Isle of Dogs Neighbourhood Planning Forum, 2014 - 2020
The Localism Act 2011 gave local communities the power to set up Neighbourhood Forums to write planning policies for their area. Their Neighbourhood Plan policies would address locally-specific issues not covered by the public authorities in their more strategic Local Plans.
After moving to the Isle of Dogs in 2012, I discovered that Tower Hamlets Borough Council had been nodding through many huge residential buildings in this area adjacent to the Canary Wharf business district and bounded by water – often housing over 1,000 people each - without also planning and investing in sufficient social and physical infrastructure to support them.
This was in part driven by changes in the Government's national planning policy intended to boost new housing, which allowed developers to assume such infrastructure would - in exchange for relatively modest payments to the Council - be provided by public bodies, utilities and others as and when required for whatever they built. This was regardless of whether such infrastructure would - or even could - be provided, and with no obligation on the Council to spend even the developers' contributions on the necessary local infrastructure.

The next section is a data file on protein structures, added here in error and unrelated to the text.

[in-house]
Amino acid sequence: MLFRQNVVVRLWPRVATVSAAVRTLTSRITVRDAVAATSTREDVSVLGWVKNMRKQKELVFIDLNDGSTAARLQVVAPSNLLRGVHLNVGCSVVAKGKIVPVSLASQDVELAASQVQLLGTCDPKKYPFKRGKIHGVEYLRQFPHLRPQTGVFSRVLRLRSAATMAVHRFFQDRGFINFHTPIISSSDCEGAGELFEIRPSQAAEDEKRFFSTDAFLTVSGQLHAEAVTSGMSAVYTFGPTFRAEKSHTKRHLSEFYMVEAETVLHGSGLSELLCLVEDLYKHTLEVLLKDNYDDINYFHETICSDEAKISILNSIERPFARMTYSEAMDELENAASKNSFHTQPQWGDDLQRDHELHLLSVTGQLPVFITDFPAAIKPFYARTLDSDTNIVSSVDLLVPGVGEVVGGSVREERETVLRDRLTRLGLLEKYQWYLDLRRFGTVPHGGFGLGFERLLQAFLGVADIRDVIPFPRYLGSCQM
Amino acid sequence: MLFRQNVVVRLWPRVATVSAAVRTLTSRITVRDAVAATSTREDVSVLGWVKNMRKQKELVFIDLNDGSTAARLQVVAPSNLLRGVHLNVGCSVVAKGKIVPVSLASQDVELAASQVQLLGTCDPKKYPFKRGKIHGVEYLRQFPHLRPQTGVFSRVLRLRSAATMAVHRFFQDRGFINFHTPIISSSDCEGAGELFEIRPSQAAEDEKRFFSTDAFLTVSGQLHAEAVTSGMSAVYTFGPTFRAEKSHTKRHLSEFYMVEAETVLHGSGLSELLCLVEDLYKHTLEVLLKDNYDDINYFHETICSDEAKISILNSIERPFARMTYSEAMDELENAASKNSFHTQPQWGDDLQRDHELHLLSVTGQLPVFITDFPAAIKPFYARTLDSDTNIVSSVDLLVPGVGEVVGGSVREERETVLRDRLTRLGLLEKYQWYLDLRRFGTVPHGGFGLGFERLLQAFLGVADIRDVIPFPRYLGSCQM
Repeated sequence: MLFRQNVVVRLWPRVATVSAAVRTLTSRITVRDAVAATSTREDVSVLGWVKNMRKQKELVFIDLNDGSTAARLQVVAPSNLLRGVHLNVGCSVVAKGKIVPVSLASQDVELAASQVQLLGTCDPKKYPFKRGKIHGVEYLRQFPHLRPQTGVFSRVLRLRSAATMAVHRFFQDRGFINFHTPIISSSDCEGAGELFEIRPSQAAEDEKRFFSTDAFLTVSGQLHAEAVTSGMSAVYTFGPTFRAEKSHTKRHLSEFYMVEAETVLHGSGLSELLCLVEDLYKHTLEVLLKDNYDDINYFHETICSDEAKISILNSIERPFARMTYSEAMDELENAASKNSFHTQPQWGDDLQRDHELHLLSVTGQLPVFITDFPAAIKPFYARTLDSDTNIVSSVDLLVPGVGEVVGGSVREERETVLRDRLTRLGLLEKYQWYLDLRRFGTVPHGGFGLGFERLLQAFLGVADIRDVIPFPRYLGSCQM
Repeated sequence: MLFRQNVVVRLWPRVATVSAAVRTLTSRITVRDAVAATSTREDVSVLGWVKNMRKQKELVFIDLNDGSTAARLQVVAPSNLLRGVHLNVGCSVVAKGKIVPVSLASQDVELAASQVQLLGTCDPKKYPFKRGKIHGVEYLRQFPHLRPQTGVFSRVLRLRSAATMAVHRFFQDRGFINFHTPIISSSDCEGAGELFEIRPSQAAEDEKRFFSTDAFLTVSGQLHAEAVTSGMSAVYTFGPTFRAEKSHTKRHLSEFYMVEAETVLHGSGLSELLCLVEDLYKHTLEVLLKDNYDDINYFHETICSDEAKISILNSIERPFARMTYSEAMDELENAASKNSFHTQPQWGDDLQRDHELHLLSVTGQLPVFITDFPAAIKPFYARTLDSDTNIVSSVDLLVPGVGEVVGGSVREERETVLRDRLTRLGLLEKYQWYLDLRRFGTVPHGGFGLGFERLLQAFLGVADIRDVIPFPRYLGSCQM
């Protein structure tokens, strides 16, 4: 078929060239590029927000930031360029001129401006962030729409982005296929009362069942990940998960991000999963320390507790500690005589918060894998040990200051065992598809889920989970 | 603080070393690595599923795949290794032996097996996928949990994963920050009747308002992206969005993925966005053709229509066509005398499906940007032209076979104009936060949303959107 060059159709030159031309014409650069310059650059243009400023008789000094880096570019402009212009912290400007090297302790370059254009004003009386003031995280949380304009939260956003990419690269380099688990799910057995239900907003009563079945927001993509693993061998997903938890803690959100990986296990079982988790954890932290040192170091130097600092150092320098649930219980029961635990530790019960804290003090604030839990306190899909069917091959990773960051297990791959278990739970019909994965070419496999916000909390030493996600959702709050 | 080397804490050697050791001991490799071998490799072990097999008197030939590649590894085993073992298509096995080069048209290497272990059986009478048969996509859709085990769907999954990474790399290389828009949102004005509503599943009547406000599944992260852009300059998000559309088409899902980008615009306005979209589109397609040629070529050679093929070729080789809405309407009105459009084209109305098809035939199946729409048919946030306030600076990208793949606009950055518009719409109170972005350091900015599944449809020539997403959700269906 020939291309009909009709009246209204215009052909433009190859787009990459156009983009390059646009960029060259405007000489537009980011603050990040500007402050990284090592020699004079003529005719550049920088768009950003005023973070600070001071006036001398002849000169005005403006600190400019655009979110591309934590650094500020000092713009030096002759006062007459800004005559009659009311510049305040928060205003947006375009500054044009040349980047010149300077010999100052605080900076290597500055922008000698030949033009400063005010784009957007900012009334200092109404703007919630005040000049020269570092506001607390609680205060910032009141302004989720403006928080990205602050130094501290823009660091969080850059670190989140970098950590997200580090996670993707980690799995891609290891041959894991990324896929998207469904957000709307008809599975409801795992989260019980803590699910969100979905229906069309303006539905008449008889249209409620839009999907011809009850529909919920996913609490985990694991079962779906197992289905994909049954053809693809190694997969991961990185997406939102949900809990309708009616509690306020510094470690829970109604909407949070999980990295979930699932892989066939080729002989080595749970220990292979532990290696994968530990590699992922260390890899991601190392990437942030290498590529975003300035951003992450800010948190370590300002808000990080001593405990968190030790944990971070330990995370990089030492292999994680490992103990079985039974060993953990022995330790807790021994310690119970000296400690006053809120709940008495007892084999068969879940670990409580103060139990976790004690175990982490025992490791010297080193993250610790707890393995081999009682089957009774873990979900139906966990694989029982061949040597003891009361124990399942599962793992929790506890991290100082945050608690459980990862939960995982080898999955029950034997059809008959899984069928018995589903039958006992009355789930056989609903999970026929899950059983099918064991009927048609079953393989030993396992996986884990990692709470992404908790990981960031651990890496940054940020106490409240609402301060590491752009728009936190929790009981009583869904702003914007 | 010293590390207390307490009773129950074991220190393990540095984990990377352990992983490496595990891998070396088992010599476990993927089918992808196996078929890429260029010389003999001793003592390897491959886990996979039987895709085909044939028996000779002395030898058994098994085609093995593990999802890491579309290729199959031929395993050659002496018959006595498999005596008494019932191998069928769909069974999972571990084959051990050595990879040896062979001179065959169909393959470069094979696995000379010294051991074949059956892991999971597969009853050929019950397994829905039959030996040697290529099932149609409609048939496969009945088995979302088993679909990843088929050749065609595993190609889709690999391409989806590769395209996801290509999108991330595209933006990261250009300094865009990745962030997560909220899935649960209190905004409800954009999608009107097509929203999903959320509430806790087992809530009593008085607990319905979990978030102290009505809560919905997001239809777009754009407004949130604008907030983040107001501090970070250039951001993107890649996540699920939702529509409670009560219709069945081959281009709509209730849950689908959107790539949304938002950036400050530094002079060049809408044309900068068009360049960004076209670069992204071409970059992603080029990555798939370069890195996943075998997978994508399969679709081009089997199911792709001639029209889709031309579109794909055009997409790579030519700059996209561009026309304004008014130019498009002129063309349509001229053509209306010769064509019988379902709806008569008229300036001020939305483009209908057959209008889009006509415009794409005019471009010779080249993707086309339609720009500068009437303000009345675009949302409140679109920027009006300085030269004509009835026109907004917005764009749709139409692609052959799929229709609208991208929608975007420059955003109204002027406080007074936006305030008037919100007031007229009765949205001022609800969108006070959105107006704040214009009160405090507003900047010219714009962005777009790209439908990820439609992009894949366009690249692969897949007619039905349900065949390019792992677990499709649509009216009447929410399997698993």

Clearly such a general policy needed to be tempered here, where the many densely packed high-rise developments would rapidly grow the local population from c. 40,000 in 2014 to over 100,000, necessitating a local infrastructure investment costed by the local authorities at £1 billion.
So in 2014, working with local councillors and other residents, I set up the Isle of Dogs Neighbourhood Planning Forum to impose local policies on the Council that - amongst other things - would require large residential developments in our area to be supported by adequate infrastructure before being approved.
Those policies - the Isle of Dogs Neighbourhood Plan - became formal Council planning policy following an 86% vote in favour of them by the entire Isle of Dogs voting community in an official referendum held on 6th May 2021. (Like all other public votes, the referendum had been substantially delayed due to Covid 19 lockdown restrictions.)
As Chair, I not only led a large committee representing all the very diverse residents in our area, but also managed the drafting of our policies and our relations with the local authority and the media.